For those eligible, access to physical aid was also a chief problem for rural areas given the challenges of poor digital and physical connectivity.

Local administrative networks were weak, with the Perikatan Nasional state officials for Johor, Perak and Melaka only assuming their positions in early March, leaving a gap between the initial outbreak of the coronavirus and the appointment of village heads who typically play an important role in implementing governmental assistance schemes.

A mini crisis had erupted when Defence Minister Ismail Sabri Yaakob announced in end-March that the Welfare Department would be taking over distribution of aid, working with the Malaysian Armed Forces and the People’s Volunteer Corps.

Their limitations were quickly made apparent, as the department became overwhelmed with phonecalls from thousands of Malaysians stranded without assistance. Mr Ismail’s directive was rescinded within days.


Indeed, it was NGOs and citizen-led initiatives, with the networks, intelligence and the ability to mobilise untapped resources that arrested the precarity of Malaysia’s most vulnerable population groups.

Kelab Alami Mukim Tanjung Kupang in Gelang Patah for instance, launched a Big Fish Bailout, buying excess catch from fishermen who used to sell a sizeable share to restaurants but saw a sharp decline in business and plummeting incomes with the onset of MCO.

These were delivered to homes, shelters and low-income families in Johor Bahru, in collaboration with other NGOs in the Iskandar Malaysia Social Heroes Network.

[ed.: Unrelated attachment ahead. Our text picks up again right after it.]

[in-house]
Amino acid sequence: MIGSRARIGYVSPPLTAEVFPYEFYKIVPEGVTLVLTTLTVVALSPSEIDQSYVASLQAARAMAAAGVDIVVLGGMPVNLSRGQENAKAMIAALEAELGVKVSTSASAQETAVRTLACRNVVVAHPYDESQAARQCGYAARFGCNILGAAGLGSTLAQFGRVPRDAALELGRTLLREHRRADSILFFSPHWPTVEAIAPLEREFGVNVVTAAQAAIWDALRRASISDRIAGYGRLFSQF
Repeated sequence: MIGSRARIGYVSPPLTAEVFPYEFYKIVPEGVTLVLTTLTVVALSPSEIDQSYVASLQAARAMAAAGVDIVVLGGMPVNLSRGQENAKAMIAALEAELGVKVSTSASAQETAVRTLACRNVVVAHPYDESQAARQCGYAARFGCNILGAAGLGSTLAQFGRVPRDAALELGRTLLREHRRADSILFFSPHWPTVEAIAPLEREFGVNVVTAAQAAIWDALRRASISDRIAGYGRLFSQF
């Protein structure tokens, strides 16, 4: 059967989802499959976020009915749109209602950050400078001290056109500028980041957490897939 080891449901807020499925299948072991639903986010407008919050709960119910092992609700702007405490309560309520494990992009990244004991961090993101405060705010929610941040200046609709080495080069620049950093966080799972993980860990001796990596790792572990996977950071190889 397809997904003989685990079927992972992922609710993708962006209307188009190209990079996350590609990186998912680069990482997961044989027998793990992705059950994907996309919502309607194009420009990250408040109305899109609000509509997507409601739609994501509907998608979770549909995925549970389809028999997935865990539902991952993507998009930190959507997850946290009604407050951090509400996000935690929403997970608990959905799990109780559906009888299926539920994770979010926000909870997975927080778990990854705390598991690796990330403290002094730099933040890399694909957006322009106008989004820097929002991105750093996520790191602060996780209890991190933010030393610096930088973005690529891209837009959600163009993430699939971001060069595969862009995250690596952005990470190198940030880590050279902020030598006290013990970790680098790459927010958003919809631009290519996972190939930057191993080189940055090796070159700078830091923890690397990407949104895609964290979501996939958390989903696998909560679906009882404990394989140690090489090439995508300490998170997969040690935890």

Since April, a COVID-19 Orang Asli Fund, established as a joint project between three Malaysian-based NGOs namely the Center for Orang Asli Concerns (COAC), Raleigh International Kuala Lumpur and Impian Malaysia. The fund disbursed food assistance to indigenous people who faced barriers in selling their rubber and palm oil produce and could not afford food supplies and other necessities during the MCO.

NGOs also became platforms for local businesses, foundations and expatriate communities to plug in to sponsor aid and support existing schemes like the MyKasih food aid programme, which raised RM3 million by April.


These actions demonstrate the powerful role Malaysian civil society has played in helping the vulnerable during these trying times.

Yet sometimes it’s also small acts of kindness that can lift the human spirit. Recent stories in The Star in August of a couple living near Penang who decided to clear their streets of mask litter each week and the 34-year-old man who helped his elderly neighbour do her groceries show Malaysians have a big heart and want to do their part to help others.  

Tales shared by netizens over social media via the trending hashtag #KitaJagaKita have been heart-warming.

The challenge is far from over, as the virus continues to strain every thread in the fabric of society and test how communities around the world will respond when confidence in longstanding practices and national institutions is shaken.

But Malaysians can take comfort in their collective response thus far to this existential threat.